The reference to the eyes here are the eyes of Dante and to Joseph Conrad’s story “The Heart of Darkness’. In Dante the eyes are those of Beatrice which he is afraid to face because of his carnal sin and breach of faith in her. In the ‘Heart of Darkness” the eyes refer to the stare of Kurtz or the glance of his fiancée, “guileless, profound confident and trustful”.

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The hollow men cannot face too much reality.

Let me be no nearer

In death’s dream kingdom

Let me also wear

Such deliberate disguises

Rat’s coat, crowskin, crossed staves

In a field

The hollow men try to avoid that vision of Death’s other kingdom. They put on deliberate disguises by turning into scarecrows.

The third part of the poem presents the contrast between Death’s Dream kingdom’ and the life on earth. Eliot implies that Death has its kingdom on this earth also and the hollow men are its subjects.

In death’s other kingdom

Waking alone

At the hour when we are

Trembling with tenderness

Lips that would kiss

Form prayers to broken stone

Will they wake up when they are kindled with desire or instead form a prayer combining frustration in love with a broken faith?

In the fourth part the scene shifts from the hollow valley to the Beach of Turnid River. It is progress from despair to the margin of hope. Will they remain Sightless, until

The eyes reappear

As the perpetual star

Multifoliate rose

Of death’s twilight kingdom

The hope only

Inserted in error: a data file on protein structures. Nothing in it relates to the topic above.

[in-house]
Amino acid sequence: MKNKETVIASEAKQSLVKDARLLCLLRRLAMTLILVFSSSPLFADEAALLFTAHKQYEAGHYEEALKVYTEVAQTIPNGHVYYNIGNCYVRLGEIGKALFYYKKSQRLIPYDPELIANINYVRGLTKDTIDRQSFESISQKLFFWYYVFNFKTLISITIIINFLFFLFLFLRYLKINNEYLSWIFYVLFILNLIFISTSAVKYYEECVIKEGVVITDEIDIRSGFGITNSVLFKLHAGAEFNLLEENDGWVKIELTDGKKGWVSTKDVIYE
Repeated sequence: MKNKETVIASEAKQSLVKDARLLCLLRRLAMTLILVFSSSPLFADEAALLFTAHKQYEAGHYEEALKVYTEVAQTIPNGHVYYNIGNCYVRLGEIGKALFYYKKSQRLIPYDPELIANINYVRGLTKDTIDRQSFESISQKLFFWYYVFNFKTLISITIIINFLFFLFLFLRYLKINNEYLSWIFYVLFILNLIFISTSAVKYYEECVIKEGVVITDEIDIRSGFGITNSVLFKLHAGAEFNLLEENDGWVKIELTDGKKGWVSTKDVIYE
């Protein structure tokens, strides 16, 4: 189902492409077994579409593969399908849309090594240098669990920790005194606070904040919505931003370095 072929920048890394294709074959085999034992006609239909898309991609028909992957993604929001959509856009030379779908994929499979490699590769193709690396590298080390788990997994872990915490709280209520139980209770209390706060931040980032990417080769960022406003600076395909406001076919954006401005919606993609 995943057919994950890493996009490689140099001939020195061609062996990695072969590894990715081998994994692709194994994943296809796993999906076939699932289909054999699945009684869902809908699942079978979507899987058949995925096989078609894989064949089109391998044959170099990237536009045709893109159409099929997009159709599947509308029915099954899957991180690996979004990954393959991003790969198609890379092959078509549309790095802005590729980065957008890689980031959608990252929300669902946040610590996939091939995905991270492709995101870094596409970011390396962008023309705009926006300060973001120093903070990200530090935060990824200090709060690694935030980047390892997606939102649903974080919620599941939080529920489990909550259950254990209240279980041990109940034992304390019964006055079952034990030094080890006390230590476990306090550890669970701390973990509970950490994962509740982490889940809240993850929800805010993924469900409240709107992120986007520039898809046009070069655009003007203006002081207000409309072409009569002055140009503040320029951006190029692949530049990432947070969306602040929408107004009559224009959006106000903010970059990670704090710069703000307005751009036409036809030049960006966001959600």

Of empty men.

Hope does not seem to become. Here the hollow men, like lost souls, are sitting together in darkness, silent and dejected.

Part V brings us down from the hope of empty men to the reality of their existence. The opening stanza is the parody of the nursery rhyme ‘Here we go round the mulberry bush’.

Here we go round the prickly pear

Prickly pear prickly pear

Here we go round the prickly pear

At five o’clock in the morning.

The original song is concerned with the old fertility ritual and dances around the Maypole, a symbol of fruitful sex. The hollow men, on the contrary, go round the prickly pear symbolizing sterile motion and frustration.

Between the idea

And the reality

Between the motion

And the act

Falls the Shadow

For Thine is the Kingdom

Between the conception

And the creation

Between the emotion

And the response

Falls the Shadow

Between conception and creation, between emotion and response, there is a shadow. The hollow men are therefore totally incapacitated. The poem closes with another nursery song. The reference again is to the Gunpowder Plot. Guy Fawkes’s desire was to end the world in a noisy explosion. But Eliot’s straw effigies, his hollow men, are bound to perish noiselessly. Their world ends “not with a bang but with a whimper”.

Eliot’s “The Waste Land”, in spite of its cynical and s skeptical views of modern life, offers a means of escape from spiritual despair in the message of Thunder, but “The Hollow Men” is devoid of hope and ends on a whimpering note.

The poem ends ambiguously. The question remains. Is the despair of the poem sterile? Will the effigies burning in a purgatorial fire have hope of new birth?